Clinical observation on effect of combination of zhuanyindan and hormone in treating male infertility with positive antisperm antibody
[Article in Chinese]
Yu AL, Zhang FZ, Zhang FX.
Taishan Medical College, Shandong 271000.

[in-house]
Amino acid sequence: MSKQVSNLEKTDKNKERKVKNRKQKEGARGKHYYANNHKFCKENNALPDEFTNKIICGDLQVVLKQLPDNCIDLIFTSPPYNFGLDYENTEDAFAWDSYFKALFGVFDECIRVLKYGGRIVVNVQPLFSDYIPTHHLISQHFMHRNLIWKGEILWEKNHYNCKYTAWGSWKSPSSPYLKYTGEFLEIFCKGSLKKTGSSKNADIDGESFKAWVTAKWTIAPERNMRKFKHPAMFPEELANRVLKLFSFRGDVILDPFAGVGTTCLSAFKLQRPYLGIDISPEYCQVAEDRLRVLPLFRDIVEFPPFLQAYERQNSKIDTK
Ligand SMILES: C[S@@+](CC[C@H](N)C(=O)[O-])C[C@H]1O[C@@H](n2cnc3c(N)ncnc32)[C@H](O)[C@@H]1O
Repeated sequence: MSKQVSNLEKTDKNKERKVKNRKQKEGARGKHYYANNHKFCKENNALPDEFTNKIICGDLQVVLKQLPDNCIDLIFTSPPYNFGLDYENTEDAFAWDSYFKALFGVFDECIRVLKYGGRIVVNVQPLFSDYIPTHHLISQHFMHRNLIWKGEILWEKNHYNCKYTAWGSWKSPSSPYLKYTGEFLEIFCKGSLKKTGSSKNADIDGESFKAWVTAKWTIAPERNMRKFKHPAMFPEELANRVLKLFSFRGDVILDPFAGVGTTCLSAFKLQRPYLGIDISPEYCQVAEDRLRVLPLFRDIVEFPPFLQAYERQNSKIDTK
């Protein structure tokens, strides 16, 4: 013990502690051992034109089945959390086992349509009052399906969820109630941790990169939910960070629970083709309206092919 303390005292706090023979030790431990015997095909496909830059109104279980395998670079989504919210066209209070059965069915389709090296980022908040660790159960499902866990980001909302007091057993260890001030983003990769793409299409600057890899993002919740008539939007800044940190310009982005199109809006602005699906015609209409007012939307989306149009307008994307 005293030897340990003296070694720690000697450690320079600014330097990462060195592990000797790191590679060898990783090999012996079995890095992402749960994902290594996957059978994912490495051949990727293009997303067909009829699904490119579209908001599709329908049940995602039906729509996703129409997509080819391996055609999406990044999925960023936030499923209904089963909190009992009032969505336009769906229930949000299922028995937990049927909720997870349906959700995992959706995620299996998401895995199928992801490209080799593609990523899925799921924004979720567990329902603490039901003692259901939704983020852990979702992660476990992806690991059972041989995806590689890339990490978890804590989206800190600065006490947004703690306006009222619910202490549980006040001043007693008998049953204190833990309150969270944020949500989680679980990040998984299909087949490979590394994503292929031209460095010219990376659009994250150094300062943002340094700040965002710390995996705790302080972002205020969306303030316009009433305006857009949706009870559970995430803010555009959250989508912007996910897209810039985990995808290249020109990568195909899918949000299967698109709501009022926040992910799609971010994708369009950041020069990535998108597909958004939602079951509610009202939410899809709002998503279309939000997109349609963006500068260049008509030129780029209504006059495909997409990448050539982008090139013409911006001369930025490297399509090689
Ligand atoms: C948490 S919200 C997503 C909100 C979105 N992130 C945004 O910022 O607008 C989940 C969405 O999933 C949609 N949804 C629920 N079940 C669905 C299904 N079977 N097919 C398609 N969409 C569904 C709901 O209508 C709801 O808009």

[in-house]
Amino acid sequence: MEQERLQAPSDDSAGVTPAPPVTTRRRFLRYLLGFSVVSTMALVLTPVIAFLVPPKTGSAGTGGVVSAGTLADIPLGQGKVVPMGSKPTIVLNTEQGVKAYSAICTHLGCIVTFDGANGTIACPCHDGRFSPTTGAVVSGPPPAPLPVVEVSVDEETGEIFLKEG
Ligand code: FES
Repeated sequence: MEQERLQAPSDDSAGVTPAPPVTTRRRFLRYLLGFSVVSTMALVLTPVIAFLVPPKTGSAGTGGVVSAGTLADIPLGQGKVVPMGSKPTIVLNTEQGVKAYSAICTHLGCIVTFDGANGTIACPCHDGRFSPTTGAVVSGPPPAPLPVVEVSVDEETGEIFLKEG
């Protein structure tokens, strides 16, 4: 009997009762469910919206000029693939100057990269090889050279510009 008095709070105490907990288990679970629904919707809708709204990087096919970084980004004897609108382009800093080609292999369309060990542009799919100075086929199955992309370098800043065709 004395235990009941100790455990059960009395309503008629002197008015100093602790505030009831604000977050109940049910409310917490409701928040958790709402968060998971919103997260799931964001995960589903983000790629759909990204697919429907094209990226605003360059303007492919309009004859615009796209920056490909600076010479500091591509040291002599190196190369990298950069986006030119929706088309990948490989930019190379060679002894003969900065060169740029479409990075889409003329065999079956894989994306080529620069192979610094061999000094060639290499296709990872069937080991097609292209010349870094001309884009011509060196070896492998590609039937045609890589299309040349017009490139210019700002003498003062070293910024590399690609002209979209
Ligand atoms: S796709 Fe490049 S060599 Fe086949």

OBJECTIVE: To explore the therapeutic effect of combination of Zhuanyindan (ZYD, a Chinese herbal preparation) and hormone in treating male infertility with positive antisperm antibody and its influence on nitric oxide (NO) level. METHODS: Eighty-two patients were randomly divided (according to the digital list) into the WM group (n = 20, treated with prednisone), the TCM group (n = 28, treated with ZYD) and the ICWM group (n = 34, treated with prednisone plus ZYD). The clinical effect, negative converting rate of antisperm antibody, changes of NO level in semen and various parameters of sperm motion before and after treatment were observed. RESULTS: The total effective rate in the ICWM group was 88.2%, that in the TCM group 75.0% and in the WM group 65.0%. Significant difference was seen in the ICWM and TCM group before and after treatment in NO level, sperm motion parameters, including linear motion speed, linearity, propulsion, whip frequency, sperm vitality and mean moving angle, and quality of semen (P < 0.05 or P < 0.01). In the WM group, significant difference in comparison before and after treatment was seen in NO level, propulsion, whip frequency, mean moving angle and quality of semen, including vitality and survival rate (P < 0.01). CONCLUSION: Combination of Chinese herbs and hormone could lower the NO (nitric oxide) level in semen and improve the quality of sperm. Zhongguo Zhong Xi Yi Jie He Za Zhi. 2004 Mar;24(3):223-6.